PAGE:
If you want to be really hardcore, you can even set up
shortcut keys for any program that you’d like.
Simply create a Shortcut Icon for the program, right click it, and look
at the properties. There you’ll find a
field for “Shortcut key.” Once you
create a combination for it, that program can be easily accessed from your
keyboard anytime you please. Simple.
The “Run” Dialog
The run dialog is a little known tool that can save you a
decent amount of time. To get to the run
dialog, either click “Start” and then “Run,” or, as stated above, hit Windows
Key + R.
Once you’re in the run dialog, you can do whatever the hell
you please. Well, not really, but you do
have quite a few options.
The most basic thing to do is open a folder on your
computer. This can be done by simply
entering the location you’d like to view.
Now, instead of navigating through My Computer and all of those folders
to find your hidden porn, you can just enter, “C:program filessystem
stuffhidden system stuffhidden stuff you shouldn’t mess withtreasure”. Does it get any easier than that?
Along with folders on your computer, you can use this dialog
to open internet addresses. Go ahead and
try it. Enter any URL and the box will
open that URL in your default browsing program.
Finally, the most useful quality of the box is its ability
to open programs on your computer. This
can be done by either entering the full system path of the program, like "C:Program
FilesInternet Exploreriexplore.exe,” or, much more handily, simply entering
the name of the program, like “iexplore.”
Though it won’t work with absolutely every program, it is more than
worth it for those that it will. Try
typing in things like “Calc,” “mplayer2,” “Sol,” “Winword,” or even “Firefox”
(if you’re one of those people).
One Letter Favorites
Because you visit the same ten websites 95% of the time
you’re surfing the internet, it’s probably a good idea to add these websites to
your Favorites list. While making a list
of your favorite internet sites will certainly cut down on the time it takes to
get to those sites, it’s not going to help us out on the #1 rule of efficient
computing: Eliminating the mouse. To the
85% of you using Internet Explorer, there’s a little trick that you can use.
In Internet Explorer, if you have a site in your favorites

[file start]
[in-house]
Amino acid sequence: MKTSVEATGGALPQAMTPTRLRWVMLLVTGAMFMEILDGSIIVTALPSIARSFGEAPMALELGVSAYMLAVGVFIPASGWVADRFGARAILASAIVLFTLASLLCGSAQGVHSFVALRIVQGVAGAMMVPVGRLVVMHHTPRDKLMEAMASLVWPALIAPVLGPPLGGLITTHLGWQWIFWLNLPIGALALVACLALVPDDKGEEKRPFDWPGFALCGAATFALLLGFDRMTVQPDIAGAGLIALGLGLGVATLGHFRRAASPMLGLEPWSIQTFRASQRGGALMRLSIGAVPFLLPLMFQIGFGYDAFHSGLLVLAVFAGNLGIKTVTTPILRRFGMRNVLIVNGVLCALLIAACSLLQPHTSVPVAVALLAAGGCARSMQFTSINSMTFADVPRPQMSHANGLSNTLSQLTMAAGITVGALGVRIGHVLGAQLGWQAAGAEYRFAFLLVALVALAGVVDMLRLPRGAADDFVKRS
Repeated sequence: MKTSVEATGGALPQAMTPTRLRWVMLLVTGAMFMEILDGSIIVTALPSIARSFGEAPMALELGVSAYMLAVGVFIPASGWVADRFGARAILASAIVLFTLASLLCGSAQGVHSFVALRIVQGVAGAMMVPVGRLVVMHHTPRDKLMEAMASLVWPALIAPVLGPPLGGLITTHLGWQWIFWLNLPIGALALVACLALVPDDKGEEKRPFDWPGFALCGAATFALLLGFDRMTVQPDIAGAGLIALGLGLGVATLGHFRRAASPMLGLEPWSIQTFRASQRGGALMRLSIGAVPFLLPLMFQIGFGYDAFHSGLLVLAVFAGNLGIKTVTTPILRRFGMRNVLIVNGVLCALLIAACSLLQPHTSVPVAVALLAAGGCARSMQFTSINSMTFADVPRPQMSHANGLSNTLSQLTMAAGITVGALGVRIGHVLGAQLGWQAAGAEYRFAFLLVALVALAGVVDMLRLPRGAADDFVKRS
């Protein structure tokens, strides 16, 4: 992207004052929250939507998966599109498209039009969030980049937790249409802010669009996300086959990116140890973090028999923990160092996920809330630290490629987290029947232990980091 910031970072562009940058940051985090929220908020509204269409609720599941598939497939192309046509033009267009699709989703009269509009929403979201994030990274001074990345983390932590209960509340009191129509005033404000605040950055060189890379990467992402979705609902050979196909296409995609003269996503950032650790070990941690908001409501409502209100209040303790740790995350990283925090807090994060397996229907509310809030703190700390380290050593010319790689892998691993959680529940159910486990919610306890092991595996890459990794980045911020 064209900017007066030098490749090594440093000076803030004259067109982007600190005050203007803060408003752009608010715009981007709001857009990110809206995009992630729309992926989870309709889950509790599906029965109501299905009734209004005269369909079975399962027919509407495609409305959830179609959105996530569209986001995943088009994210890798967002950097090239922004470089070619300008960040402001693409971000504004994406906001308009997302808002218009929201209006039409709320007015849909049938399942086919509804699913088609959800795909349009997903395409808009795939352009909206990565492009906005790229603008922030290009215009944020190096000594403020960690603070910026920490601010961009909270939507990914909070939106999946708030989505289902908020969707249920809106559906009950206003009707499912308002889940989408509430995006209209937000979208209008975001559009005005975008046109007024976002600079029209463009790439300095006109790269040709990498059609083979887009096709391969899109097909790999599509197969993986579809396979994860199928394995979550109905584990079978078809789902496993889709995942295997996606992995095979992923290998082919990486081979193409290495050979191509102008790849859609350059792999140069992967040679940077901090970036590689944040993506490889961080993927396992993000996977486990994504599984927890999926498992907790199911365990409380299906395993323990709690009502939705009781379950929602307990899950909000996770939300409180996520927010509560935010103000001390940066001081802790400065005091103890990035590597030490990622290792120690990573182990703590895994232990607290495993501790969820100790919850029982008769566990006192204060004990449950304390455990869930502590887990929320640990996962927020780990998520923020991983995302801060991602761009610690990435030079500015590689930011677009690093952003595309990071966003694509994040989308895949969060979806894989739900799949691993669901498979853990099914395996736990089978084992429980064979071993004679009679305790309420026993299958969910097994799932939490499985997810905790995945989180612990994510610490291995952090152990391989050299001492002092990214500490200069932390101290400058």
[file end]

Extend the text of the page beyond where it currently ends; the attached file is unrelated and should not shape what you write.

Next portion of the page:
titled “The foot fetish site mark showed me,” you have two ways of actually
getting to that website via your favorites.
The way that you’re probably using now is to click “Favorites” (or hit
Ctrl + I to bring up the list…aren’t Shortcuts fun?), and then clicking on the
title of the site. The other way to get
to the site would be to either type into your address bar (or the Ctrl + O Open
dialog), “The foot fetish site mark showed me.”
Doing this will make Internet Explorer say, “Hey, that’s one of the
Favorites. Maybe I should just go
there,” and then it will go to the URL associated with that favorite. Neat, nice, nifty.
To take complete advantage of this feature, simply rename
all of your favorites to one (or two if you must) letters that distinguish it
from the others. For example, instead of
having “Google” as a favorite, rename it go “g”. Now, to get to Google, you can simply type
“g” into your address bar (or, again, the open dialog). Isn’t that nice?
Taking it a step further, you can combine this with the
shortcut keys. Since Ctrl + O shows the
open dialog, and entering “g” into the open dialog takes us to Google’s
webpage, now you can get to Google anytime you want by simply hitting “Ctrl +
O,” “g,” and Enter from inside any Internet Explorer window. Damn, that was quick.
Now that you’re at Google…
Getting To Know
The final step in improving your computing efficiency is to
master all of the internet. Don’t worry,
this is a lot easier than it sounds.
With the help of Google, the information superhighway is yours for the
taking. Getting the absolute most out of
Google, though, is a topic that has been tackled by many books. Forget the books, here’s a paragraph:
The first step to making Google your bitch is understanding
that it should be your first stop on the internet when you’re dealing with
unfamiliar topics. After this, you just
need to figure out what aspect of Google can help you at any given point of
time. Should you be browsing in Google
Search, or maybe Images, or should it be Maps, or Local, or even Froogle!? Not only can Google take care of the internet
for you, it can take care of itself.
What better way is there of getting to know someone than to read their
autobiography? Go ahead and check out Google’s.
Now that you have all of the tools of the trade, you just
have to find a way of convincing yourself that the “Oh shit, this new stuff
doesn’t feel right” feeling will go away and that, when it does, your new tools
will leave you a happier person. I can
personally guarantee that, once you start using these four computing principles
to their fullest, not only will you have a bigger eCock, you’ll have much more
free time to waste.